When the body is challenged in any way (lifting, bending, off balance, jumping, etc.) it is forced to find strategies to stabilize itself so we do not fall down or injure ourselves. The core is designed to draw in and elongate to create this stabilizing force. However, if the TA muscle is weak and the body is not in optimal alignment, we naturally compensate by bracing and bearing down in an attempt to stabilize the body.
The transverse abdominis engages on the exhale of your breath (not when you hold your breath and not when you suck in). To ensure you are actually working your core and protecting your spine, you need to slow down and try to exhale and engage (draw the tummy in while elongating the core) on the work of each exercise. Coordinating this breath is key to the core working with each exercise.
5.) Simplify First! Then Gradually Add Complex Movements.
When trying to coordinate the core with each exercise, it is best to start simple. Choose a few exercises you are already familiar with and that require only one muscle group at a time. For instance, start with a few leg lifts before jumping into an elaborate dance move. Building a core-active foundation on how you exercise is incredibly valuable, but it takes some serious brain power in the beginning. Simple is better or you will find yourself forgetting about your alignment, holding your breath and essentially abandoning your core while you work out.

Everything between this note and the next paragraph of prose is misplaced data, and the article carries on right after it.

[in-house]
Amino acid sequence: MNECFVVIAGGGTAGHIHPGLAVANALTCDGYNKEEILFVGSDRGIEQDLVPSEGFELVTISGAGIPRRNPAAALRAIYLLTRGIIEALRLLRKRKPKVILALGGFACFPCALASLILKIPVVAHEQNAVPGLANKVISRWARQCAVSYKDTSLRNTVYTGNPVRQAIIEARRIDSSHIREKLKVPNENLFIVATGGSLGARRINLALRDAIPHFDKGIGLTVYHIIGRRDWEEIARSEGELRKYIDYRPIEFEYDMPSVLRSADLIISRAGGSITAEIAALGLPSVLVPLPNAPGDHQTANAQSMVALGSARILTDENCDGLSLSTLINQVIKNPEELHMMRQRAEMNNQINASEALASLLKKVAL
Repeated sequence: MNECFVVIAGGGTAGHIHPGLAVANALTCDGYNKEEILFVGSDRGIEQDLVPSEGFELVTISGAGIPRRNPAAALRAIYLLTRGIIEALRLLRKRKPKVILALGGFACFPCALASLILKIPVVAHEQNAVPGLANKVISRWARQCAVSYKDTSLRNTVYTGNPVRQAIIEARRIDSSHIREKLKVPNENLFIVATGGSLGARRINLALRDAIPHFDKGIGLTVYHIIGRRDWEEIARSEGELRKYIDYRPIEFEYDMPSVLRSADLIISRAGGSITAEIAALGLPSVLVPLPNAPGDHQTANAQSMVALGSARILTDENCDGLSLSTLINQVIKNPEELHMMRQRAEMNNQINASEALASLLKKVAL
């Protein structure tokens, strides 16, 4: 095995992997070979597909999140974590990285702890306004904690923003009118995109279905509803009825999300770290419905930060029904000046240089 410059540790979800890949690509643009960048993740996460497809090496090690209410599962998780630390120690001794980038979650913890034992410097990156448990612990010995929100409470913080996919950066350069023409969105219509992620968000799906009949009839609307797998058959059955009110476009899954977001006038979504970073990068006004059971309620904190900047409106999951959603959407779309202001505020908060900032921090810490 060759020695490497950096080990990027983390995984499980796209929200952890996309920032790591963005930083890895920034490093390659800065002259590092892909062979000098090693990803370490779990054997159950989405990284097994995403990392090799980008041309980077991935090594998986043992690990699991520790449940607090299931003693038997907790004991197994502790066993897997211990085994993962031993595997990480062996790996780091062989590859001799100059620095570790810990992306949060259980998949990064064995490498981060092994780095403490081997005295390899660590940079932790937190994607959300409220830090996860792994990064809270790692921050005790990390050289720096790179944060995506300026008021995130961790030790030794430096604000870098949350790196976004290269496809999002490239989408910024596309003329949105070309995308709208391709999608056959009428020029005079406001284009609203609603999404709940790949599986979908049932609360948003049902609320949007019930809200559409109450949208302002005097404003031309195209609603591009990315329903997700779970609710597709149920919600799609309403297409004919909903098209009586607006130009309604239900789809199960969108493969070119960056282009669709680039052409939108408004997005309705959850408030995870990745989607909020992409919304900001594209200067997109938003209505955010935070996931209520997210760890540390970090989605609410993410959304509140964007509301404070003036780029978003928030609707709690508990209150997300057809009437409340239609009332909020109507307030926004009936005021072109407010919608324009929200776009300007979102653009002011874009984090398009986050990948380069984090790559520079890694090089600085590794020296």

6.) Know the Difference Between Multi-Tasking and Compensating
Multitasking means to activate more than one body part at the same time – a great way to advance your strength. It means flexing your biceps and your hamstrings while you are engaging your core. Compensating, however, means using one muscle to try to help another muscle complete its job. Compensating is a survival technique, not a strengthening strategy. It means you cannot flex your biceps with those dumbbells without holding your breath, tucking your tail and clenching your gluts. This is where we like to tell our clients, ‘More is not better. Better is better!’ Form is everything. That often means that less adds up to more when you are doing it correctly.
Now, if after reading these guidelines, any of these are true, you would likely benefit from functional core rehabilitation.
- You do not know where your transverse is
- You cannot figure out the proper alignment
- You cannot coordinate your breathing to engage on the exhale
- You are compensating with most of your exercises
- You simply cannot figure out how to be fit and follow these guidelines
The Tummy Team has a very effective and comprehensive online program called Core Foundations which takes you through a step by step process of retraining your functional core strength, and then smoothly transitions you into effective core-safe fitness, and ultimately a core-strong lifestyle. Life is too short to waste time on ineffective workouts. Let us help you!!